October 1, 2019, 15:30–16:50
Room MS 001
Econometrics and Empirical Economics Seminar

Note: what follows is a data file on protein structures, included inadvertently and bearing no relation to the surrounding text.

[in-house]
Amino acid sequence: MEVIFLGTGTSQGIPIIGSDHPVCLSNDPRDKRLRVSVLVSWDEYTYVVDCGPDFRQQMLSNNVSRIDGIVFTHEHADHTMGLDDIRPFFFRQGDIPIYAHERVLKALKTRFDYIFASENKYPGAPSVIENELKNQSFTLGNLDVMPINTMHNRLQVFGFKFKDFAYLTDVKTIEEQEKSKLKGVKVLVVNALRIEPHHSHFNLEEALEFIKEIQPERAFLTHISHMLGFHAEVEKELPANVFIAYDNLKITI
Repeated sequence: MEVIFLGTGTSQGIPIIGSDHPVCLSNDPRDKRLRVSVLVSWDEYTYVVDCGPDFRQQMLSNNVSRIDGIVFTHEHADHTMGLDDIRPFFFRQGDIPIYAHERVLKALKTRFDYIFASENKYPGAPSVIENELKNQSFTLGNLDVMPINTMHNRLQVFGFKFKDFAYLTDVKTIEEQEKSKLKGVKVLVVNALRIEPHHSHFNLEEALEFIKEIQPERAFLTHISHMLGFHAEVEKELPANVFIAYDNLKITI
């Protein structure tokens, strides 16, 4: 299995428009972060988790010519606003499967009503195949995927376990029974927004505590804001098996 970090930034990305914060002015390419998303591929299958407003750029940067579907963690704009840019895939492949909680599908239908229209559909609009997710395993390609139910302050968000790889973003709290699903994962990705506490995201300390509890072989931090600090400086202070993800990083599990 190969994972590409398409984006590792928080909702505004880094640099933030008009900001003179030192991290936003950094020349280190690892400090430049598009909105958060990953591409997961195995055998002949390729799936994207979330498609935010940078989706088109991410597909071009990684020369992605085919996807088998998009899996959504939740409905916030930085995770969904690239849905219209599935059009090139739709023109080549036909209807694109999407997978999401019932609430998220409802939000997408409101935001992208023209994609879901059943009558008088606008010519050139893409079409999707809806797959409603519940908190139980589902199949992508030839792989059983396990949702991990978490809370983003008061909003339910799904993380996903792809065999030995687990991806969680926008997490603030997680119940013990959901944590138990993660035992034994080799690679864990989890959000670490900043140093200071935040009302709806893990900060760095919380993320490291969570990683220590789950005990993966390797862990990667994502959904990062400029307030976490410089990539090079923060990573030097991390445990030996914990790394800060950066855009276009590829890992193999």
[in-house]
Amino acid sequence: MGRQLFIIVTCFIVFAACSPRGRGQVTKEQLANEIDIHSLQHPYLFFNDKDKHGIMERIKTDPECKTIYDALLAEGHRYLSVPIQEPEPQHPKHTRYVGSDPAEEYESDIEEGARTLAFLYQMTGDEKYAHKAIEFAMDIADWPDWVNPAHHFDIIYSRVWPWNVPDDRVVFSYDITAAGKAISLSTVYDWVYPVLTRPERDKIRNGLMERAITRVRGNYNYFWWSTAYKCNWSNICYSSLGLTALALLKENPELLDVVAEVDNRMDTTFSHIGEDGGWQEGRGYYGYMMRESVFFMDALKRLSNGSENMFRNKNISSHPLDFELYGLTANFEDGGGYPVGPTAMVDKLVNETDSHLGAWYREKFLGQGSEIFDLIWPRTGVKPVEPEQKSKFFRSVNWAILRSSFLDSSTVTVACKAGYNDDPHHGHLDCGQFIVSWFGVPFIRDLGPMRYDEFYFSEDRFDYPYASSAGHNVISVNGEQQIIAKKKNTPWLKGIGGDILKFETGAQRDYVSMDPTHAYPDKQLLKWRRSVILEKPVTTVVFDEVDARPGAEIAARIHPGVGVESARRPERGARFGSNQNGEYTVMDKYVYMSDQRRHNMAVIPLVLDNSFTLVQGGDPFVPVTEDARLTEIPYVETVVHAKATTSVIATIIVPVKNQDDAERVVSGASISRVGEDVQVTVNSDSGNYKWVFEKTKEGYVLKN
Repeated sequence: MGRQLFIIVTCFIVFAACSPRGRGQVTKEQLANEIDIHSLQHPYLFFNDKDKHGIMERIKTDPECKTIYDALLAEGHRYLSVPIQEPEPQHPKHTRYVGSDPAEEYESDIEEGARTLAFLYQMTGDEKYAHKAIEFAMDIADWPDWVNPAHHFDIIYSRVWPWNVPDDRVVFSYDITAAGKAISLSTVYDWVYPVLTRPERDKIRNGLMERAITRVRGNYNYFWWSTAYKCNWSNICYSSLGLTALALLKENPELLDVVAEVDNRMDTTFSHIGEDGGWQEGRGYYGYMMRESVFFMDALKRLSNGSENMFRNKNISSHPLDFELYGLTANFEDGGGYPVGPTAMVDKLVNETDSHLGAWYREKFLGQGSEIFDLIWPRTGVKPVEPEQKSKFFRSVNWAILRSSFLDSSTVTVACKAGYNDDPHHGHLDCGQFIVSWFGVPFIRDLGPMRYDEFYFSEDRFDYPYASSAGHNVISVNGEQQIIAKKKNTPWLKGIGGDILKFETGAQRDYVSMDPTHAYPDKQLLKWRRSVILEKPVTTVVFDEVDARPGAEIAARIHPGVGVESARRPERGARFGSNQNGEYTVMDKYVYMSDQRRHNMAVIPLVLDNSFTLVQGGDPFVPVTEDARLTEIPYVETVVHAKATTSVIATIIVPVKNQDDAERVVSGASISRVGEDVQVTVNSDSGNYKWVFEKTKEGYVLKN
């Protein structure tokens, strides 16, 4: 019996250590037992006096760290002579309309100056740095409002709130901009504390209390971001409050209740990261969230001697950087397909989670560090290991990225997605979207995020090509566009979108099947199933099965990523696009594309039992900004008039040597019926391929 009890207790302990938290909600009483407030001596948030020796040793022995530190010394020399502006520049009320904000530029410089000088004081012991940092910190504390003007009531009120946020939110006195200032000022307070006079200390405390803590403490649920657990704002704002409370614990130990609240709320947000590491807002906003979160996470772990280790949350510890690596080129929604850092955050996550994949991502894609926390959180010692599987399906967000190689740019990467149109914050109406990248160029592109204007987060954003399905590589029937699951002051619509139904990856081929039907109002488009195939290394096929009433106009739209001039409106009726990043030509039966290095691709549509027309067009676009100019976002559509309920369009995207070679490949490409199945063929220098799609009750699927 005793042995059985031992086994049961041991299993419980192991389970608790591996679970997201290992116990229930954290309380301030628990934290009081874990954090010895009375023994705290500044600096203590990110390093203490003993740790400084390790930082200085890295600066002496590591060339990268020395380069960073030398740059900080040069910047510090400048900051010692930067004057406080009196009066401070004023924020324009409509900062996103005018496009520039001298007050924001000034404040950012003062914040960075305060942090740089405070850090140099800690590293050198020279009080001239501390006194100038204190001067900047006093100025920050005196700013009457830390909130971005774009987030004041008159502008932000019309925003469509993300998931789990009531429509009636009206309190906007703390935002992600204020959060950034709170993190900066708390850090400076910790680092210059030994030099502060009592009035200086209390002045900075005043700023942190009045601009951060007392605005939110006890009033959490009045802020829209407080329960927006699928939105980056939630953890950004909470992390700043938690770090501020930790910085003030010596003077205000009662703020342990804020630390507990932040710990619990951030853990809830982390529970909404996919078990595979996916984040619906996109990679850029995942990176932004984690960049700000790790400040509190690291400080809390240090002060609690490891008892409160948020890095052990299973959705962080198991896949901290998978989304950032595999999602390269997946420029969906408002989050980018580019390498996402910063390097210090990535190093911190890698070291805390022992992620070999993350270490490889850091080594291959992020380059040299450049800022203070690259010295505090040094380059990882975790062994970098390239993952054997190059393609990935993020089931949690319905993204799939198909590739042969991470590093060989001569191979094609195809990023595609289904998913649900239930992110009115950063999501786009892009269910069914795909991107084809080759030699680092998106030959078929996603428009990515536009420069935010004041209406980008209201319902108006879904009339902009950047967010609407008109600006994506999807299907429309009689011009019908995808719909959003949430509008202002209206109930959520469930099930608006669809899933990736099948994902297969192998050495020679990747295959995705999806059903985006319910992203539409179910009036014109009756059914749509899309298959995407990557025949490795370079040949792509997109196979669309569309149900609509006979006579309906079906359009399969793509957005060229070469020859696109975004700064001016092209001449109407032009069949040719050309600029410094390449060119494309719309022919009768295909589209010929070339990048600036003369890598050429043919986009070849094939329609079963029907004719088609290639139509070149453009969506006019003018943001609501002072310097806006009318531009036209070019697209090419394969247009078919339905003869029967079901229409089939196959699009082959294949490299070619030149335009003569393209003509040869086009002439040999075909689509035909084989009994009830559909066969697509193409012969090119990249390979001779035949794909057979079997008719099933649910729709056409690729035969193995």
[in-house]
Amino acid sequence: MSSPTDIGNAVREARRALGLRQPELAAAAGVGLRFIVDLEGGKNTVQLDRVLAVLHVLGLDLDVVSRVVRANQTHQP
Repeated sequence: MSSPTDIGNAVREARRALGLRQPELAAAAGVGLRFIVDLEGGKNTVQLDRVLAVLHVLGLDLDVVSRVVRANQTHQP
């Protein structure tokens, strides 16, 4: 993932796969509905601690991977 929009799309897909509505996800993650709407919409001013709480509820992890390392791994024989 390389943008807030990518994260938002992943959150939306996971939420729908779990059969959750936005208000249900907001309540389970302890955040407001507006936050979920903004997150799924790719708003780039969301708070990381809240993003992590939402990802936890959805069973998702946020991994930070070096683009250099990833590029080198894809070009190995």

Consideration set models generalize discrete choice models by relaxing the assumption that consumers are aware of all available options. Thus far, identification arguments for these models have relied either on auxiliary data on what options were considered or on instruments excluded from consideration or utility. In a general discrete choice framework, we show that consideration probabilities can be identified without these data intensive methods using insights from behavioral decision theory. In full-consideration models, choice probabilities satisfy a symmetry property analogous to Slutsky symmetry in continuous choice models. This symmetry breaks down in consideration set models when changes in characteristics perturb consideration, and we show that consideration probabilities are constructively identified from the resulting asymmetries. In a lab experiment, we recover preferences and consideration probabilities using only data on which items were ultimately chosen, and we apply the model to study a \smart default" policy in Medicare Part D.